However, we'd like on-screen focusing to offer a zoom-in 100 per cent preview, as this kind of functionality is available within the viewfinder.

And it's that viewfinder that truly sells the X100F. It's always been the pinnacle of its kind: offering a wider-than-100-per-cent optical view, so you can predict what's coming into the frame, thanks to a digital border outlining the edges of the shot you're about to capture. Just make sure you're keeping a keen eye on that digital white outline - as that's where the picture magic happens.

When adjusting to the 50/70mm crop options, that digital border moves - you'll see it get smaller within the view, to represent the new capture area. Parallax adjustment is also catered for in this situation, which means the frame edge will move accordingly if you've focused on a closer subject (necessary given the different placement of the viewfinder window and through-the-lens alignment to the sensor being different) to accurately focus on what you intend. That ondoes one of the old film rangefinder nasties of the past.

A flick of the X100F's finder switch, which is positioned towards the front, opens up an in-camera rangefinder-style preview window to the bottom right corner, which can be used to view the whole frame, or 2.5x or 6.5x magnification to see exactly what you're doing (that's what we'd like to see minicked in the LCD screen view, but that currently isn't). Flick the finder switch the other way and the whole viewfinder goes fully electronic - which can be handy, as it means zero parallax error (everything is operating through-the-lens), but we far prefer the more fluid vision of the optical viewfinder with its electronic overlay. It's a thing of beauty.

In short" there's no more interesting viewfinder proposition on the market than what you'll find in the X100F. It only works in a camera like this due to the fixed-lens nature, of course, and it might be far too complex for some - but for traditionalists in the know, it's a thing of wonder.

  • 24-megapixel X-Trans CMOS III sensor

Bumping up the resolution by 50 per cent compared to its predecessor might sound like a lot, but with 24-megapixels on offer it's roughly the current standard on the market for a sensor of this size (APS-C).

It's the very same sensor that you'll find in the X-T2, for example, so we have very qualms about just how good the quality is.

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At Fujifilm's preview event we were able to shoot a variety of scenes with the camera, including a male model (not Zoolander) and various around-the-house objects in mixed lighting. It wasn't a particularly bright day, so was an ideal opportunity to test the camera's low-light capabilities.

The quality is still very impressive even at such higher ISO sensitivities. A dog statue, with lots of mid-level tones and blacks, shows off just how sharp images can be from that lens, without excessive image noise - there's only a whisper of it in the background.

Drop down the sensitivity - such as the ISO 400 model shot that we snapped (with off-camera flash) - and things look ultra clean and clear, with ample crispness. The lens really is great assuming the subject is far enough away.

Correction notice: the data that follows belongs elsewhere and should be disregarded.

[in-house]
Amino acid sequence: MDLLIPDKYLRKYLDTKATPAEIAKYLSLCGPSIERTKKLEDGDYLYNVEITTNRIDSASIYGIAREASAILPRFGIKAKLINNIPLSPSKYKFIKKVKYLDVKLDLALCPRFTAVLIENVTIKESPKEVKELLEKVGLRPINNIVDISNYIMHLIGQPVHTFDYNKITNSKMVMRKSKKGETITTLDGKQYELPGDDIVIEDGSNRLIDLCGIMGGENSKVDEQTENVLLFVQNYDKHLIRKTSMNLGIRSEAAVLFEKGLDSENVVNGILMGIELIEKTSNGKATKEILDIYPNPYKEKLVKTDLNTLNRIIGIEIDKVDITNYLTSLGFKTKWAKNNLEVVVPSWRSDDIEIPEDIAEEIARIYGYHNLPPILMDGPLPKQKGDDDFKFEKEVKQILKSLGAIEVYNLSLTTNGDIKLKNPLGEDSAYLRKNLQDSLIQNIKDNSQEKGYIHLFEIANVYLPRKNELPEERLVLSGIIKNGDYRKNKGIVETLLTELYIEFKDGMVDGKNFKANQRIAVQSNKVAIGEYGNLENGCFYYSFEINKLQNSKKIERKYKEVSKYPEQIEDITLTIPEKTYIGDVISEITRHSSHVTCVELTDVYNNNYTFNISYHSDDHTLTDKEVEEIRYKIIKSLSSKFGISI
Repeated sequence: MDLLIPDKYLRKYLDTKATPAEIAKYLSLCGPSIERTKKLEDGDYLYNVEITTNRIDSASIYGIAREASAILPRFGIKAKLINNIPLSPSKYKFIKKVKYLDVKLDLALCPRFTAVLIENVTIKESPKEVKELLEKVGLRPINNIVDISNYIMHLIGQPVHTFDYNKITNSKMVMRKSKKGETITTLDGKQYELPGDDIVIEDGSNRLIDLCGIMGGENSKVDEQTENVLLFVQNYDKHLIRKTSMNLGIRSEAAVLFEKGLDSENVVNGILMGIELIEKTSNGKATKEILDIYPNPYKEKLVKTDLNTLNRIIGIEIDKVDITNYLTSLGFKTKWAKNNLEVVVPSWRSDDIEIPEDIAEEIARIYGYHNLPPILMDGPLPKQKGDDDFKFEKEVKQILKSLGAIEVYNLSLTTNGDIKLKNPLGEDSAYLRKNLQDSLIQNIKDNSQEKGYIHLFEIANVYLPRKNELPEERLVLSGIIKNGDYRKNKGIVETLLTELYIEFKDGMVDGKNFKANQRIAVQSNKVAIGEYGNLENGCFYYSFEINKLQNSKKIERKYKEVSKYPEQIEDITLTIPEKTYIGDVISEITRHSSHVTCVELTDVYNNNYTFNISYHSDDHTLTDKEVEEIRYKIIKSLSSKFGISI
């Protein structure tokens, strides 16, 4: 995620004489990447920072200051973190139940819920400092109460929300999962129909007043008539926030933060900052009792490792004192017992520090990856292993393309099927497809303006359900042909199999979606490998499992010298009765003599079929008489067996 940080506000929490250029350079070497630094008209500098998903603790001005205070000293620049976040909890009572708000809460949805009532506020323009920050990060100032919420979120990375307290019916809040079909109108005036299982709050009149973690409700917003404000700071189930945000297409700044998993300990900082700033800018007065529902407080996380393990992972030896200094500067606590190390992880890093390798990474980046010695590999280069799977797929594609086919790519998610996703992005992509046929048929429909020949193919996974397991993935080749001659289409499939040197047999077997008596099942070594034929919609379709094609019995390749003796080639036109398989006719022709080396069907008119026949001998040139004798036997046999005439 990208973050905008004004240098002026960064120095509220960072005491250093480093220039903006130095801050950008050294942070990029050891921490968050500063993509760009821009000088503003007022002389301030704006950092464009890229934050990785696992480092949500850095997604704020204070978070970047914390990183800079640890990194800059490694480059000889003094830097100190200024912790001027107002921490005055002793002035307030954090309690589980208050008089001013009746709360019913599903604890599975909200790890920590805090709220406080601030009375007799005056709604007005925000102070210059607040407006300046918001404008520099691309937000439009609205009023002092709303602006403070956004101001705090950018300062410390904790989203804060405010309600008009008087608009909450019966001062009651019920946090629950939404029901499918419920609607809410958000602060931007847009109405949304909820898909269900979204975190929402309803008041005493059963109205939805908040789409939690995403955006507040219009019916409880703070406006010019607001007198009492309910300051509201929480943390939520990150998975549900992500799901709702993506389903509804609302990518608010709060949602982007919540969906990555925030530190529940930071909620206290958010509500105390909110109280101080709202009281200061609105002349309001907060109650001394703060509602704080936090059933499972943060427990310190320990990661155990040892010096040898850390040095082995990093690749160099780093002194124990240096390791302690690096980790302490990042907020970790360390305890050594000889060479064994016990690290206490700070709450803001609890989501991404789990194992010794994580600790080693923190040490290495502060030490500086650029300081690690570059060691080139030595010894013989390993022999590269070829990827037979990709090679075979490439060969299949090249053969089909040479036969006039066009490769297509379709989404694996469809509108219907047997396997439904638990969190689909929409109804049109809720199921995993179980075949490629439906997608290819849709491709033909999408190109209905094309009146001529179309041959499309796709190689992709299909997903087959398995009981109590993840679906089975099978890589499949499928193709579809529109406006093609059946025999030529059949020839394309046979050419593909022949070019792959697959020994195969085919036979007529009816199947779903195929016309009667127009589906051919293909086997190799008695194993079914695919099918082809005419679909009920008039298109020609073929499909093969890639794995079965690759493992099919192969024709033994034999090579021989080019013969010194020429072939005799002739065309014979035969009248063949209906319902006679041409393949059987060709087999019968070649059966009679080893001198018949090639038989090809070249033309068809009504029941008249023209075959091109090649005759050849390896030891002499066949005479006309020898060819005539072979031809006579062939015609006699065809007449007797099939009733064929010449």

That's the one problem we continue to have with the X100 series, though: close-up focus is tricky to judge, as wide-open apertures always come out soft unless the distance from camera is agreeable. And other than knowledge there's no on-screen/in-finder mechanism to warn you that settings choices might result in softness. Keep things at an arm's length and be prepared to stop down, then, as f/2.0 isn't always usable.

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Another perk with the X100F is the leaf shutter within the lens. This opens in an outward-from-centre motion, rather than upward focal-plane motion, which means much higher flash sync speeds are possible. It's great for catching flash-lit subjects while causing the background to not receive the same degree of lighting and, therefore, provide a darker appearance - like the subject is highlighted beyond it, even in outdoor scenes.

Since our initial X100F outing, we've been using the camera in Detroit to capture the city and have found its quirkiness to be perfectly suitable. Sure, it has limitations, but in a way they reinforce that magic of old skool picture making: forcing you to step forward or back rather than adjusting a zoom, considering framing more precisely than almost any other modern camera, and revelling in the attention that passers by give such an old-looking film-style camera. That's as magic as the images that the X100F produces.

Verdict

There's no ignoring the the X100F is a niche product that won't suit a great many people. There's no optical zoom. Close-up shooting isn't great at the widest aperture, due to resulting softness. It's also hugely expensive at £1,249 (a result of the sinking Sterling relative to political climes).

But for those it does suit, the X100F will be a dream. It has heaps to offer than nothing else on the market can. It's truly unique - a word that we rarely to never get to use. Its quality of build is second to none. The hybrid optical/electronic viewfinder is outstanding, as is the rangefinder-style mode. The improved autofocus is every bit as good as its competition. And the new focus lever makes it even quicker to control.

You might need to be as rich as a king to buy one, but then the X100F is indeed king of the fixed-lens compacts. Nothing else compares to this one-of-a-kind camera.